I did some research on the costs of diapers back in the fall of 2015 using data from the Bureau of Labor Statistics’ Consumer Expenditure Survey.1 I found that, of those who buy diapers, the poorest quintile by income spent nearly 14 percent of their after-tax income on them.
There are some caveats:
- I made no distinction between reusable and disposable diapers in the BLS’s “infant underwear” category, although this can be assumed to be a proxy for disposable diapers since their use is prevalent.2 For the conclusion, it is also assumed that diaper buyers take care of children and are buying diapers for that use.
- I conservatively used the average after-tax income for the poorest quintile to come up with the share of diaper expenditures. Diaper buyers might have a lower after-tax income than average because those who buy diapers (and by extension, are taking care of children) are more likely to have a reduced income from, for example, taking time off of work. Relatedly it’s important to note that some of the people in the poorest quintile are only there temporarily. A household with two-income earners that normally made $200,000 a year may make significantly less money and fall into the poorest quintile if both income earners take time off from work after having children.
- After-tax income includes all government transfers except for those related to housing assistance.
These caveats do not fundamentally alter the conclusions that one would normally draw from this research: that diapers are a costly necessity that can take up a large portion of a household’s income and that disproportionately hurts households with the lowest incomes (including those that temporarily have low incomes).
Because diapers are such a significant burden, this research should prompt interest in ways this burden can be alleviated. The Hygiene Assistance for Families of Infants and Toddlers Act of 2015 is a first step in doing that. It allows states to create pilot projects to provide diapers or subsidies for diapers to poor households. This is important because benefits from some social programs, like food stamps or WIC, cannot be used on diapers.
The bill is obviously not without its flaws. While the bill does allow for direct transfers for diapers, I would ideally support direct transfers as the only option. It is understandable why the bill allows for other options, like vouchers or direct distribution of diapers: that is how some of our social programs currently work. Unfortunately these options have been met with ridicule by some on the Left, e.g. Matt Bruenig (see 1, 2, 3, 4). Although he has good criticism and a fair commentary on the state of our social programs, I’d hope that it wouldn’t lead people to oppose the bill. In this case, qualified support for the bill (which works within our current, imperfect system) could not only help alleviate the burden associated with diapers but also increase the mandate of our social programs. (Of course, one could also oppose the bill from a strategic perspective, e.g. it would further normalize how the government provides benefits.)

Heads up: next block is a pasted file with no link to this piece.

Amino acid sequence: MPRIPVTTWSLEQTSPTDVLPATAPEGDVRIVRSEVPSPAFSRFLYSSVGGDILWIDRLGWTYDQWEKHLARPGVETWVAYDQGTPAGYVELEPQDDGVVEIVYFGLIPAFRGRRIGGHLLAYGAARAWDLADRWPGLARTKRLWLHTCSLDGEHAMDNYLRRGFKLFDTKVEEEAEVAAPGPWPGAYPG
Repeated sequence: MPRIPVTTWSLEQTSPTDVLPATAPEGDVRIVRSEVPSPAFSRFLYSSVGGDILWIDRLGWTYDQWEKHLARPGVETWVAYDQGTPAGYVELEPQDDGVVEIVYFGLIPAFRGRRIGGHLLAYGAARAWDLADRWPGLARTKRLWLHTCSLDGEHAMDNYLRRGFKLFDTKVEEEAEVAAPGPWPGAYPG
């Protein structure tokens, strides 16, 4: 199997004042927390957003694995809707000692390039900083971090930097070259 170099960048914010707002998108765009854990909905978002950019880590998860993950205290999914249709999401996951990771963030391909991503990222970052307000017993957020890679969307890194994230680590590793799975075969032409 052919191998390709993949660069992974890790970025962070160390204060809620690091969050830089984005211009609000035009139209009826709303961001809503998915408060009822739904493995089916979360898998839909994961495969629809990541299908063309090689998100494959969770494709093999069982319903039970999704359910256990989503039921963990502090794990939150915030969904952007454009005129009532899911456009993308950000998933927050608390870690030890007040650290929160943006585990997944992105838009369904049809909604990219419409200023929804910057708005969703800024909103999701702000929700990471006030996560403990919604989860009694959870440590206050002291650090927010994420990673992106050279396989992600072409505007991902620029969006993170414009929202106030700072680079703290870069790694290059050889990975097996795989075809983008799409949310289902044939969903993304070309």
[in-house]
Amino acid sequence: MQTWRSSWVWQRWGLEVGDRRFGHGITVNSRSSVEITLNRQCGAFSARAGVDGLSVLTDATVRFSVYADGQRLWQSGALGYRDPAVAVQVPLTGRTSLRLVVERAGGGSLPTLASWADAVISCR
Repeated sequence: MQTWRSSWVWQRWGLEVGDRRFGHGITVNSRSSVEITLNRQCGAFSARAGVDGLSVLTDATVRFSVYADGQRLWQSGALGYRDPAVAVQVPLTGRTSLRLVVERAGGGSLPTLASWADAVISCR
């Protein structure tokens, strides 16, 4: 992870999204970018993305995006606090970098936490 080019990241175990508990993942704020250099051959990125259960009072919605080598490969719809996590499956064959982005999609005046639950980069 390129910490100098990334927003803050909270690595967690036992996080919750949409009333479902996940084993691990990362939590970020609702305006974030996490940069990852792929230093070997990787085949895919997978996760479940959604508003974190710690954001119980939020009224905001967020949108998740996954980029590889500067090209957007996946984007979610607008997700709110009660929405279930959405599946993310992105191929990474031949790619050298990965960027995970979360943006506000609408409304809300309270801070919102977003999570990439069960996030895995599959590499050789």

What people on the Left should be skeptical of is the sort of initiative that the White House has announced. Launched at SXSW, it would use “technology” to ease the burden caused by diapers. Partnering with corporations (who are in it to sell diapers primarily), it would help diaper banks and others buy diapers in bulk, lowering the cost per diaper. The problem is that while poor people tend to pay more per diaper because they don’t have access to big box stores or online subscription programs, diapers are expensive no matter how you buy them. And because they are a necessity (and there are no practical substitutes for disposable diapers2), buying in bulk will do very little to help the people who need to buy them and who also have low incomes. The initiative also feeds into the neoliberal narrative that technology and tech companies can solve intractable social problems, which has never and will never be the case.
Update, May 2017: The Bureau of Labor Statistics released a useful article about the Consumer Expenditure Survey’s income group data. Specifically, it describes how the construction of quintiles could include consumer units not usually thought of as being in those quintiles.
1: The Consumer Expenditure Survey is an essential survey and suited toward this research, but one can also learn about the costs of diapers by simply figuring out how much they cost per child in a few cases (there is probably not that much variation from the average) . The frequently cited average monthly cost of $70 to $100 per child fits well with my results.
2: A common refrain when talking about the costs of disposable diapers is that those who struggle with the costs should consider reusable diapers, which are said to better and cheaper (in spite of the fact that few people, rich or poor, use them). To use reusable diapers, one must either use a dedicated cleaning service to launder the diapers or have their own washing machine (laundromats do not tend to allow the washing of reusable diapers). Neither one of these options make reusable diapers a viable option for the poor. Also, reusable diapers make traveling difficult or impossible.